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Topic: Simple pull-up confirmation (Read 755 times) previous topic - next topic

Cylindric

Before I get too deeply buried in my master plan, can someone confirm that I've understood the built-in pull-up resistors correctly?

I have a simple sensing setup for my bot.  It consists of two push-switches that get closed when something hits the front of the bot.  Like a wall.

These are feeding into two pins on the uC, so that I can tell which side was touched.

The attached diagram is a bit oddly laid out because it's part of other stuff, but this is just the sensing input.

So P1 and P2 attach to Arduino pins, set to INPUT, and I have a resistor on the pin-wire (R1 and R4) and a resistor to ground (R2 and R3).

What is the favoured configuration for this sort of thing?  If there even is a 'preferred' way?  I've seen some people always put the switches on the GND side of the layout, others on VCC side.  Does it really matter?
Current Projects: Rodentometer - Hamster Endurance Moni

johnwasser

If you put the switches to the Vcc side you have to use an external pull-down resistor.  If you put the switches to ground you can use the internal pull-up resistor.  Your R1 and R4 are not needed.  If you use ground instead of +5 your R2 and R3 are also not needed.

Code: [Select]

pinMode(pin, INPUT);
digitalWrite(pin, HIGH); // Enable internal pull-up
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DaveO

#2
Jul 06, 2011, 06:35 pm Last Edit: Jul 06, 2011, 06:38 pm by DaveO Reason: 1
not a guru on these things, but I think it would be better to have the Ground to the top of the switches.
Set the 2 pins as Input and set them High to enable the built in pull up resistors.
Connect the 'bottom' of the switches to the input pins.

This way you're only working with a Ground signal, the pins sit High ( using the internal pull-ups ) and your code looks for a Low on each pin.

Not sure if you should then have a resistor in series between the switch and the input pin. Personally I would pass the signal via an opto-coupler so if anything went wrong ( like your antenna getting zapped by static, etc ) your input pin is protected.

Attached is a drawing I did for the opto-coupler.

you would simply change the 'passive detector' with your switch, and you could do away with the 10K pull-up resistor.

Cylindric

Thank you both.  Less bits is good - I'll turn it upside-down and put the resistors back in the box  :)
Current Projects: Rodentometer - Hamster Endurance Moni

Cylindric


If you put the switches to the Vcc side you have to use an external pull-down resistor.  If you put the switches to ground you can use the internal pull-up resistor.  Your R1 and R4 are not needed.  If you use ground instead of +5 your R2 and R3 are also not needed.
So just to check, you basically mean connect PinA to the switch, and the switch to GND, and not need any external pull resistors?
Current Projects: Rodentometer - Hamster Endurance Moni

johnwasser



If you put the switches to the Vcc side you have to use an external pull-down resistor.  If you put the switches to ground you can use the internal pull-up resistor.  Your R1 and R4 are not needed.  If you use ground instead of +5 your R2 and R3 are also not needed.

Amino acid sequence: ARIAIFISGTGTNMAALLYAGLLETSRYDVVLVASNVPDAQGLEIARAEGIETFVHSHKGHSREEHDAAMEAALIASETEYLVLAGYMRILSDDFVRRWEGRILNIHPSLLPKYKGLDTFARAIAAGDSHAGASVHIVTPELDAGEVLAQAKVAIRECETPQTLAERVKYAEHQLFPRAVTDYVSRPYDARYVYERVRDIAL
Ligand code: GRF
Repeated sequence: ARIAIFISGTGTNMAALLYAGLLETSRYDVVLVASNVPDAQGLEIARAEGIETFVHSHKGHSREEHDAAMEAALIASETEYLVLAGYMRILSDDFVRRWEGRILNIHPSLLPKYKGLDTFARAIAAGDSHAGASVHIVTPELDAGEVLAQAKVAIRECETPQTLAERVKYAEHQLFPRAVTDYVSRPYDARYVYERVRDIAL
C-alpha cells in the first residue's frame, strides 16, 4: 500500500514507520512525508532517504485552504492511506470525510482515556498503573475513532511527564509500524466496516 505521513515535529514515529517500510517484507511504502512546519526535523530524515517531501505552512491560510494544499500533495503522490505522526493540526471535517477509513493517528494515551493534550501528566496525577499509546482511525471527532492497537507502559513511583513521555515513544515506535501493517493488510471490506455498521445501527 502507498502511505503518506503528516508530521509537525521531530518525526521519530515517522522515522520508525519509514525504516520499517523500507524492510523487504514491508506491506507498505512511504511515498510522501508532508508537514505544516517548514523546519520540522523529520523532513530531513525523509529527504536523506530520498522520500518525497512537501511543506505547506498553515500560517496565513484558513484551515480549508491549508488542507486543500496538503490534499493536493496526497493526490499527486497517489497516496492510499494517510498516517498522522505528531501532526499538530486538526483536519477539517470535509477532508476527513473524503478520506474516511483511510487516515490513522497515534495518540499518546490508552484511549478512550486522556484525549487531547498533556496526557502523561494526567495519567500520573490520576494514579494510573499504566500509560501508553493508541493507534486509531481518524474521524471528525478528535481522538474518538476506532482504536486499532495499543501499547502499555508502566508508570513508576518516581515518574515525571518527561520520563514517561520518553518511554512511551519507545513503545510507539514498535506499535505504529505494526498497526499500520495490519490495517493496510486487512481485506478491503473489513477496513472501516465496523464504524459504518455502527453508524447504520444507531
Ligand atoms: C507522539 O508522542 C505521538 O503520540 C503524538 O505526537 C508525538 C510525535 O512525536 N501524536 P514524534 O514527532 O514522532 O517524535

So just to check, you basically mean connect PinA to the switch, and the switch to GND, and not need any external pull resistors?


Correct.  Enable the internal pull-up and the switch will read HIGH when open (because of the internal pull-up) and LOW when closed (because of the connection to ground through the switch).

Many people seem like the HIGH means CLOSED, LOW means OPEN they get when they use an external pull-down and s switch to +5 but the software can be written either way and the hardware is less complicated and expensive when you use the internal pull-up.
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Cylindric

Great, thanks for the clarification.

Not too worried about the HIGH/LOW thing, as you say it's easily coded for, and anyway it would be a single line in a function along the lines of

Code: (pseudocode) [Select]
bool Antenna::isTouched()
{
  return (digitalRead(ANT_PIN) == HIGH);
  // or
  return (digitalRead(ANT_PIN) == LOW);
}


(obviously not both of those)
Current Projects: Rodentometer - Hamster Endurance Moni

Grumpy_Mike

Quote
I've seen some people always put the switches on the GND side of the layout, others on VCC side.  Does it really matter?

I would say yes. Always connect a switch between input and ground if you have any choice about it.

Switches are often on the end of long wires and if one is +5V then there is a danger of shorting things out and causing excessive current flow. Having long runs of ground has no danger.
Also in many types of logic (TTL for example) You need a much lower value resistor to pull down than to pull up. This leads to noise immunity problems because you want to pull down with as low a value as possible but this increases the current flow through the switch to get to the logic one level. So the compromise is against you. Some logic gates will "float high" that is will look like a logic one when nothing is connected, while this is bad practice to have on permanently (noise immunity problems) it is OK for a quick test.

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